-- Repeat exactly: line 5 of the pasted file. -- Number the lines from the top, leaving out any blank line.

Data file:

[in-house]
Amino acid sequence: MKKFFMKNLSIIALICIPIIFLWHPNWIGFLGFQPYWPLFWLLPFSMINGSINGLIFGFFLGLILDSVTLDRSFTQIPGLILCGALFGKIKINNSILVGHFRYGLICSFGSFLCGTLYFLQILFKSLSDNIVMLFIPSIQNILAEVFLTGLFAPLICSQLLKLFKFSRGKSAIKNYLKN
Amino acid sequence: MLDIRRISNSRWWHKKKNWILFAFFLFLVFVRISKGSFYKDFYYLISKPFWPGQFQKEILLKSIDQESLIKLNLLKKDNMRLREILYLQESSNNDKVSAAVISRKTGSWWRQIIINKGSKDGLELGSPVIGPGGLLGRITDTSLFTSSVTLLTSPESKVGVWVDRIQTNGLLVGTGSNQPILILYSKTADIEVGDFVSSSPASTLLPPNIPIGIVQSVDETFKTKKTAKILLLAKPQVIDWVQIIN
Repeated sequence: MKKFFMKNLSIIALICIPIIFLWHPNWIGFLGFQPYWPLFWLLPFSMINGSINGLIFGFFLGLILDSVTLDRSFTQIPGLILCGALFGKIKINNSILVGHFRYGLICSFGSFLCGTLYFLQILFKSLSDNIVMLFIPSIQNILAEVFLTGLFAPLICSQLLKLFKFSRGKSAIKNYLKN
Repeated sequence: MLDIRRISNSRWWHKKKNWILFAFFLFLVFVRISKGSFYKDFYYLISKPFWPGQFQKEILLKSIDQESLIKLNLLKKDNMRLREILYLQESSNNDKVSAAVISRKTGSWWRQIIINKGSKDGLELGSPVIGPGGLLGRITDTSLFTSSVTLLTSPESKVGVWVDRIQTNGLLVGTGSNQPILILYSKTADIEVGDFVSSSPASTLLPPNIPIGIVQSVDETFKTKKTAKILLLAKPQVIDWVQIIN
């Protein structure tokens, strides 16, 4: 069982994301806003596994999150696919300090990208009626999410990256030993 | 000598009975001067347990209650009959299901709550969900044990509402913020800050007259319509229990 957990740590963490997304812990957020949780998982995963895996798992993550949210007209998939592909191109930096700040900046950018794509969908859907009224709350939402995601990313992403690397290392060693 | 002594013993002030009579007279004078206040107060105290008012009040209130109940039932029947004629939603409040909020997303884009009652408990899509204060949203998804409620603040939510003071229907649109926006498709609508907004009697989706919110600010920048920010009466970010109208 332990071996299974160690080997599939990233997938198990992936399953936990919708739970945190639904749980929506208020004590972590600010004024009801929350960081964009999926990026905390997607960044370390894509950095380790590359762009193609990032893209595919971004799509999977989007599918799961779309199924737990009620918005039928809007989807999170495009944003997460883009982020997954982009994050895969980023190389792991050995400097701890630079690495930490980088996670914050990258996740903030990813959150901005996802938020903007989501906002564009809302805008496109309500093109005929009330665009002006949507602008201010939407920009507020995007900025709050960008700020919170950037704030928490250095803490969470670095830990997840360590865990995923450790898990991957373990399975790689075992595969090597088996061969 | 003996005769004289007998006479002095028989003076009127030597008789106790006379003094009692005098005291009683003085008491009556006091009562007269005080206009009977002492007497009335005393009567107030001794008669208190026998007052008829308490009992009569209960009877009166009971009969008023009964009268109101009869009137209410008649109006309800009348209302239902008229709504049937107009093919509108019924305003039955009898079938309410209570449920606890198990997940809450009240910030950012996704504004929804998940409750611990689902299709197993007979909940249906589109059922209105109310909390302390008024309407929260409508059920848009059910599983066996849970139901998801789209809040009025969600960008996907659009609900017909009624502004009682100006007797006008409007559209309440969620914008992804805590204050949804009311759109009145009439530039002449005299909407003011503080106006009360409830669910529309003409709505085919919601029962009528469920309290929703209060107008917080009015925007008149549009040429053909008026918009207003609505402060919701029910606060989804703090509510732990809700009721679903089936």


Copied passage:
Repeated sequence: MLDIRRISNSRWWHKKKNWILFAFFLFLVFVRISKGSFYKDFYYLISKPFWPGQFQKEILLKSIDQESLIKLNLLKKDNMRLREILYLQESSNNDKVSAAVISRKTGSWWRQIIINKGSKDGLELGSPVIGPGGLLGRITDTSLFTSSVTLLTSPESKVGVWVDRIQTNGLLVGTGSNQPILILYSKTADIEVGDFVSSSPASTLLPPNIPIGIVQSVDETFKTKKTAKILLLAKPQVIDWVQIIN